Rail 2020 - Transport Committee Contents

6  Conclusion

Creating a vision for rail

74. We welcome the Government's recent confirmation that there is a case for subsidising the railway, for environmental, social and economic purposes.[113] It makes a welcome contrast from the understandable focus on reducing the subsidy, in the context of the UK's wider economic problems. However, the Government must do much more to explain why the taxpayer should subsidise rail and where that money is spent. At present, the Government cannot demonstrate how the subsidy achieves the purposes it has set out and nor can it explain what level of subsidy it thinks is appropriate.

75. On our visit to the Netherlands, Germany and Switzerland we saw different models for organising railways, each based on state ownership and with a clearer sense of what the railway was for. For example, in the city-state of Berlin there was a concern that the population was in decline and migrating towards the neighbouring state of Brandenburg, and a belief that an integrated public transport system was a means to address this: whereas in Switzerland there was a commitment to good links between the principal cities and good timetable connections. In all three countries there was much more focus on end-to-end journeys, with integration with bus networks, bicycle hire and low carbon vehicle hire.[114] These examples show how the specification of rail services can be linked to the wider purposes of the rail subsidy. We recommend that in developing a new framework for rail franchising the Government focus more on wider policy objectives, such as the promotion of sustainable end-to-end journeys, the quality of the passenger experience, or economic or social development, alongside the premium payments offered by train operating firms.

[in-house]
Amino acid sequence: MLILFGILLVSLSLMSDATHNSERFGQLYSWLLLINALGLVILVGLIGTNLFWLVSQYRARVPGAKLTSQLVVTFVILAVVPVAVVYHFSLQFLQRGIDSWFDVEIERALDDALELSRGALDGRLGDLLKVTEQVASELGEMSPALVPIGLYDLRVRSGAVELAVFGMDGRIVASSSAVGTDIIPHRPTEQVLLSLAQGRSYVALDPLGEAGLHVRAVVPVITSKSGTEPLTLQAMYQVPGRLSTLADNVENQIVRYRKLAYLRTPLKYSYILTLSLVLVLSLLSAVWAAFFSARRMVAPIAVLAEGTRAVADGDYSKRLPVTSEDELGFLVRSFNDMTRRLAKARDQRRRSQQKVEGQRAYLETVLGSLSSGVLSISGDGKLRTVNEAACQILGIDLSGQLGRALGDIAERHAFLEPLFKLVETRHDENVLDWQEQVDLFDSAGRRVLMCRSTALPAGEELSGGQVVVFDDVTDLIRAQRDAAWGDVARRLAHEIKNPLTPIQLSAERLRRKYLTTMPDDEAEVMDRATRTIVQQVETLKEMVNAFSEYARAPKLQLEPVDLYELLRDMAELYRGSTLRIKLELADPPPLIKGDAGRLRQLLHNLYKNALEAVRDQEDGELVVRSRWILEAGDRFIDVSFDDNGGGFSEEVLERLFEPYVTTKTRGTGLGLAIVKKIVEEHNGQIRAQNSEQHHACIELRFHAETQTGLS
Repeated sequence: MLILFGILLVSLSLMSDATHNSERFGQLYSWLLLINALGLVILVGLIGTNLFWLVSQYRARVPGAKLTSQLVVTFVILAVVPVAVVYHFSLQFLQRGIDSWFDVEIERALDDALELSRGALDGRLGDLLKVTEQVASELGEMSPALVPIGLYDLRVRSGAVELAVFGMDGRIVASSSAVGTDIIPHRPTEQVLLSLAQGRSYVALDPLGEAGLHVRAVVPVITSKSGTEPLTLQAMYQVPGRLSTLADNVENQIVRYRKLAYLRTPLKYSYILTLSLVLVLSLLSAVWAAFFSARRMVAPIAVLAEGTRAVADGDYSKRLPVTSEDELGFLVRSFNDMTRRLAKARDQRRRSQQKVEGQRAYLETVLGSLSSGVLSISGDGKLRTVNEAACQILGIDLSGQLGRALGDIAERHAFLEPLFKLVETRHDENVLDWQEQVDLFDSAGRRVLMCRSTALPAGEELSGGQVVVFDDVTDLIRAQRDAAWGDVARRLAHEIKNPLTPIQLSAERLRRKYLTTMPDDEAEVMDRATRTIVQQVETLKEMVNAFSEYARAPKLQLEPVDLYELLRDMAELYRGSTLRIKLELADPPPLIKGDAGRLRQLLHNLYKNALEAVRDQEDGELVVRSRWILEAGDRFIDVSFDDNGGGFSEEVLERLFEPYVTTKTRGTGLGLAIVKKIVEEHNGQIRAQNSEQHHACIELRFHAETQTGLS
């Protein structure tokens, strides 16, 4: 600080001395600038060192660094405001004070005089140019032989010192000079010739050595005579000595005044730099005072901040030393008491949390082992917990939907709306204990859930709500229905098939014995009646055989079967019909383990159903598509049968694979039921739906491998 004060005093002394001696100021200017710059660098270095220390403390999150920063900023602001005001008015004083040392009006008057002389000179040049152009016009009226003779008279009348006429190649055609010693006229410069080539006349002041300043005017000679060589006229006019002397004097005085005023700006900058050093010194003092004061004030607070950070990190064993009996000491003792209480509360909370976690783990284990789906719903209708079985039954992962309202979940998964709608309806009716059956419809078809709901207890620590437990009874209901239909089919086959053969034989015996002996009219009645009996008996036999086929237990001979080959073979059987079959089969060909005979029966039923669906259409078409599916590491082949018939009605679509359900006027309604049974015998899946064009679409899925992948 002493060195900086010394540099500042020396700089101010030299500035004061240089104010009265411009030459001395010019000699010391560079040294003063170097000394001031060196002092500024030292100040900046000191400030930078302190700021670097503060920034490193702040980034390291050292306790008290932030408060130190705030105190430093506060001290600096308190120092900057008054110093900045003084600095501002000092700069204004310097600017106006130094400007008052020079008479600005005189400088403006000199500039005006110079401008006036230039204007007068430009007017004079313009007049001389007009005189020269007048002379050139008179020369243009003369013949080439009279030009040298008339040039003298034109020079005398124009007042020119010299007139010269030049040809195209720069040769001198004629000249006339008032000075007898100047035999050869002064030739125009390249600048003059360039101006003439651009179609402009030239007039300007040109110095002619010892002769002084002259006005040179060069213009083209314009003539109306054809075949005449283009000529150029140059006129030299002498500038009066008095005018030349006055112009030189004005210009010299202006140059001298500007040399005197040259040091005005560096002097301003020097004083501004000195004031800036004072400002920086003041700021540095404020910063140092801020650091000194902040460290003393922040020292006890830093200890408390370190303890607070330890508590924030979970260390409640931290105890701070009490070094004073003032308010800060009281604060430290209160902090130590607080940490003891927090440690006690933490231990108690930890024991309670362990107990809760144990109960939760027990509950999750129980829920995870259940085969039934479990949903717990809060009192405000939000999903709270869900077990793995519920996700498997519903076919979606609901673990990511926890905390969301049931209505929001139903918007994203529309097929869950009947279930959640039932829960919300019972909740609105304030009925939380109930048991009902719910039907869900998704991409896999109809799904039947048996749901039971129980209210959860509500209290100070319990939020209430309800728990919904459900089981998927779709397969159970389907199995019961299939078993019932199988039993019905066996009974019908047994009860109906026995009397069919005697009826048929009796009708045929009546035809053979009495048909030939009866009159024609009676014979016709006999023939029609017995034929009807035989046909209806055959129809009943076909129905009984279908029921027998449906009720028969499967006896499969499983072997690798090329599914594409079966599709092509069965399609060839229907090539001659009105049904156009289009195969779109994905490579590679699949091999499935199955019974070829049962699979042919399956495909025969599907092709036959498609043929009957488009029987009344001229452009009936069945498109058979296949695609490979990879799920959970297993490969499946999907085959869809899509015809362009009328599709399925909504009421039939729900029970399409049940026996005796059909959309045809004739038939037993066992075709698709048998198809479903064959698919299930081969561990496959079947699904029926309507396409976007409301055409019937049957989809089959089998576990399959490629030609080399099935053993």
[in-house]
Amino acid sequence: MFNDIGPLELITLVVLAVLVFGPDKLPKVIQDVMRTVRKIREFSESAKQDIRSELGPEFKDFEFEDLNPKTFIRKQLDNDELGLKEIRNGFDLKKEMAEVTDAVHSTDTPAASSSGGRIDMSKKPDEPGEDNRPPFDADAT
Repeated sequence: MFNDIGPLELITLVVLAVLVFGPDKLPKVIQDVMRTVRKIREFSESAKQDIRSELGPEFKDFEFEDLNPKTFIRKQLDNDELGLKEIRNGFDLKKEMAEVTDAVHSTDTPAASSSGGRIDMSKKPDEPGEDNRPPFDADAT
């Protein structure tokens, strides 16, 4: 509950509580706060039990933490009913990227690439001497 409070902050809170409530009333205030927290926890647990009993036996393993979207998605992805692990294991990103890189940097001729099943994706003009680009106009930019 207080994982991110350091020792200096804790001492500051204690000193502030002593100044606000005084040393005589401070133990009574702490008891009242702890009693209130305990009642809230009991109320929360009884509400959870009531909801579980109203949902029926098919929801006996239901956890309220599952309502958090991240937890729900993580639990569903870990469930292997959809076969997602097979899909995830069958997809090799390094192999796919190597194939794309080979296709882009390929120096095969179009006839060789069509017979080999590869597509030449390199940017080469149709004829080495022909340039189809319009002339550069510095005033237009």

76. If the savings identified in the McNulty report do not materialise we cannot rule out radical structural reform of the industry in future. It should be noted that these savings do not take account of further spending which might be necessary to cater for further increases in demand. The suggestion in the McNulty report that the Government's "predict and provide" approach to rail capacity might not be sustainable could provide the context for difficult debates in the next decade about how to cope with rising demand if extra capacity is unaffordable.[115]